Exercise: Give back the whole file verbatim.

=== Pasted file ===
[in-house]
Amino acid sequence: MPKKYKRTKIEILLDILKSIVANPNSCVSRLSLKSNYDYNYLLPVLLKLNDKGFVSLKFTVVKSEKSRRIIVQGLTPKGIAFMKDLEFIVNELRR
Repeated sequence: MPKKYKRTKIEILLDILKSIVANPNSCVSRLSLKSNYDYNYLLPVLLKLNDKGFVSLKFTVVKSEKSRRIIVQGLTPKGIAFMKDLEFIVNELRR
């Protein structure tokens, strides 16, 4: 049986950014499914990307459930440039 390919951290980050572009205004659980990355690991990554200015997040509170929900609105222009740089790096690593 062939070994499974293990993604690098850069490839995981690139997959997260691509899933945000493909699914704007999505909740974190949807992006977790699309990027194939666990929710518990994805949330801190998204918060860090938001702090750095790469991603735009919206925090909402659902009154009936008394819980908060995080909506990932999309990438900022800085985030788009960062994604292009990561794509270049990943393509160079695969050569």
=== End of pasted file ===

[in-house]
Amino acid sequence: MPKKYKRTKIEILLDILKSIVANPNSCVSRLSLKSNYDYNYLLPVLLKLNDKGFVSLKFTVVKSEKSRRIIVQGLTPKGIAFMKDLEFIVNELRR
Repeated sequence: MPKKYKRTKIEILLDILKSIVANPNSCVSRLSLKSNYDYNYLLPVLLKLNDKGFVSLKFTVVKSEKSRRIIVQGLTPKGIAFMKDLEFIVNELRR
């Protein structure tokens, strides 16, 4: 049986950014499914990307459930440039 390919951290980050572009205004659980990355690991990554200015997040509170929900609105222009740089790096690593 062939070994499974293990993604690098850069490839995981690139997959997260691509899933945000493909699914704007999505909740974190949807992006977790699309990027194939666990929710518990994805949330801190998204918060860090938001702090750095790469991603735009919206925090909402659902009154009936008394819980908060995080909506990932999309990438900022800085985030788009960062994604292009990561794509270049990943393509160079695969050569």